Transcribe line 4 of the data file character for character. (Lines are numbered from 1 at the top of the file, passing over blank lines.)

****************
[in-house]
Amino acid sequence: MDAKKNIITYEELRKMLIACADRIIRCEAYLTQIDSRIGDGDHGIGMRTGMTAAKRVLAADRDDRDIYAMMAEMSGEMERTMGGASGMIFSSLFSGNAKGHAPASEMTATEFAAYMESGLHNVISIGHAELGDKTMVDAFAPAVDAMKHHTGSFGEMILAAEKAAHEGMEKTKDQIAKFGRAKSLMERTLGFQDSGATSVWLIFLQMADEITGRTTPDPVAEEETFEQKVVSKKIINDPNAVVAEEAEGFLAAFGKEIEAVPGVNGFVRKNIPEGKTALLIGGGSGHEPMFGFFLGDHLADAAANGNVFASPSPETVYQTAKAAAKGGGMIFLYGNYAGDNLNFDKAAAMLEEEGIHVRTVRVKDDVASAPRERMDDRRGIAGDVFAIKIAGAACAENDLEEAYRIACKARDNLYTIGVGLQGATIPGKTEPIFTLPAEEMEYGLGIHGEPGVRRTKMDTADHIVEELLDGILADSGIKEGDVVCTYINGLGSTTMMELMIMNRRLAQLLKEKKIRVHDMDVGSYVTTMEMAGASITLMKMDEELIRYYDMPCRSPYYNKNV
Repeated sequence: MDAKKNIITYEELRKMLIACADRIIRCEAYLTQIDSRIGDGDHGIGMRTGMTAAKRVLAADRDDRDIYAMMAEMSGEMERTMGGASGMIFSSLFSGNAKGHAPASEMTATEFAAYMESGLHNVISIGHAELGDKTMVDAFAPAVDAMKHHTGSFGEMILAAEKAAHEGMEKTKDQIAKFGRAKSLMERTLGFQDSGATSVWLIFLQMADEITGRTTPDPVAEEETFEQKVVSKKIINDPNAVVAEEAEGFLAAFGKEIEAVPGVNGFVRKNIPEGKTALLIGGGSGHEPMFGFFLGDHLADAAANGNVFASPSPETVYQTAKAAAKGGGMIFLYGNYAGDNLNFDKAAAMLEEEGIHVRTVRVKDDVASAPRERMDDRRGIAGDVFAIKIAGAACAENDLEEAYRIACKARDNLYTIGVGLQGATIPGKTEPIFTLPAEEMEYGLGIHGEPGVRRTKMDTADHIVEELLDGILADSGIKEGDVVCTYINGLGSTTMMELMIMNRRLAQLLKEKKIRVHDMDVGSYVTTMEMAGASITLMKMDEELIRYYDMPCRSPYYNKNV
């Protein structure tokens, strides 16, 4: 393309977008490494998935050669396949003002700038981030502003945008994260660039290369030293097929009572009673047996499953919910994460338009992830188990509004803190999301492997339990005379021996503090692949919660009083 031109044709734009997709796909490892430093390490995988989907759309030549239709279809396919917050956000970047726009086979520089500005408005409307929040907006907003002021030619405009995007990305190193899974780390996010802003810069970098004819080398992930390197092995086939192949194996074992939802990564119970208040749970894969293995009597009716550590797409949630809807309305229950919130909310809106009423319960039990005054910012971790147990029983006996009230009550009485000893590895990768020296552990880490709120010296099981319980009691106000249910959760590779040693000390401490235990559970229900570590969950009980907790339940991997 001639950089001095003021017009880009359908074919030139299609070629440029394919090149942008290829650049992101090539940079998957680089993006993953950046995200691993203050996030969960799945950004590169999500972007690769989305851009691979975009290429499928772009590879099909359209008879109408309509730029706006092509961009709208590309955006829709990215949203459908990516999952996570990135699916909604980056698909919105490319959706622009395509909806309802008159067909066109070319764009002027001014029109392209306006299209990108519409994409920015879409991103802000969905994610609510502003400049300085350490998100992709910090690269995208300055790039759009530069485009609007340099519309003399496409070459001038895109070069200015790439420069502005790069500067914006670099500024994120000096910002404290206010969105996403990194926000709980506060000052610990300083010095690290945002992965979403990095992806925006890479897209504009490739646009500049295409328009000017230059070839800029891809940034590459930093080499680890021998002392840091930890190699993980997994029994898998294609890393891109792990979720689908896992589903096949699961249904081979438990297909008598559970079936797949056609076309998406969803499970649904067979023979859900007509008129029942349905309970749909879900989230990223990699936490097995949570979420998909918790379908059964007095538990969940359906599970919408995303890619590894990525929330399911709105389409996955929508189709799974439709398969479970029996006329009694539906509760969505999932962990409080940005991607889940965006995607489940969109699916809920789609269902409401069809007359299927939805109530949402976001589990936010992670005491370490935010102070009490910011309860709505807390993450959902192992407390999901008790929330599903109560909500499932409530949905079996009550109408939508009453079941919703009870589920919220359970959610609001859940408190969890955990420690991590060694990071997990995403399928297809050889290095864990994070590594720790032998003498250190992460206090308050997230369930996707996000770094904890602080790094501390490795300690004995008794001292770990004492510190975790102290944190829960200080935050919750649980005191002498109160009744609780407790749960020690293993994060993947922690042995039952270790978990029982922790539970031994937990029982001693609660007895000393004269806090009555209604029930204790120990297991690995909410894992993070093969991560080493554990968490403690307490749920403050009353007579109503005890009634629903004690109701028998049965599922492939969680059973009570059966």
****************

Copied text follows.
């Protein structure tokens, strides 16, 4: 393309977008490494998935050669396949003002700038981030502003945008994260660039290369030293097929009572009673047996499953919910994460338009992830188990509004803190999301492997339990005379021996503090692949919660009083 031109044709734009997709796909490892430093390490995988989907759309030549239709279809396919917050956000970047726009086979520089500005408005409307929040907006907003002021030619405009995007990305190193899974780390996010802003810069970098004819080398992930390197092995086939192949194996074992939802990564119970208040749970894969293995009597009716550590797409949630809807309305229950919130909310809106009423319960039990005054910012971790147990029983006996009230009550009485000893590895990768020296552990880490709120010296099981319980009691106000249910959760590779040693000390401490235990559970229900570590969950009980907790339940991997 001639950089001095003021017009880009359908074919030139299609070629440029394919090149942008290829650049992101090539940079998957680089993006993953950046995200691993203050996030969960799945950004590169999500972007690769989305851009691979975009290429499928772009590879099909359209008879109408309509730029706006092509961009709208590309955006829709990215949203459908990516999952996570990135699916909604980056698909919105490319959706622009395509909806309802008159067909066109070319764009002027001014029109392209306006299209990108519409994409920015879409991103802000969905994610609510502003400049300085350490998100992709910090690269995208300055790039759009530069485009609007340099519309003399496409070459001038895109070069200015790439420069502005790069500067914006670099500024994120000096910002404290206010969105996403990194926000709980506060000052610990300083010095690290945002992965979403990095992806925006890479897209504009490739646009500049295409328009000017230059070839800029891809940034590459930093080499680890021998002392840091930890190699993980997994029994898998294609890393891109792990979720689908896992589903096949699961249904081979438990297909008598559970079936797949056609076309998406969803499970649904067979023979859900007509008129029942349905309970749909879900989230990223990699936490097995949570979420998909918790379908059964007095538990969940359906599970919408995303890619590894990525929330399911709105389409996955929508189709799974439709398969479970029996006329009694539906509760969505999932962990409080940005991607889940965006995607489940969109699916809920789609269902409401069809007359299927939805109530949402976001589990936010992670005491370490935010102070009490910011309860709505807390993450959902192992407390999901008790929330599903109560909500499932409530949905079996009550109408939508009453079941919703009870589920919220359970959610609001859940408190969890955990420690991590060694990071997990995403399928297809050889290095864990994070590594720790032998003498250190992460206090308050997230369930996707996000770094904890602080790094501390490795300690004995008794001292770990004492510190975790102290944190829960200080935050919750649980005191002498109160009744609780407790749960020690293993994060993947922690042995039952270790978990029982922790539970031994937990029982001693609660007895000393004269806090009555209604029930204790120990297991690995909410894992993070093969991560080493554990968490403690307490749920403050009353007579109503005890009634629903004690109701028998049965599922492939969680059973009570059966």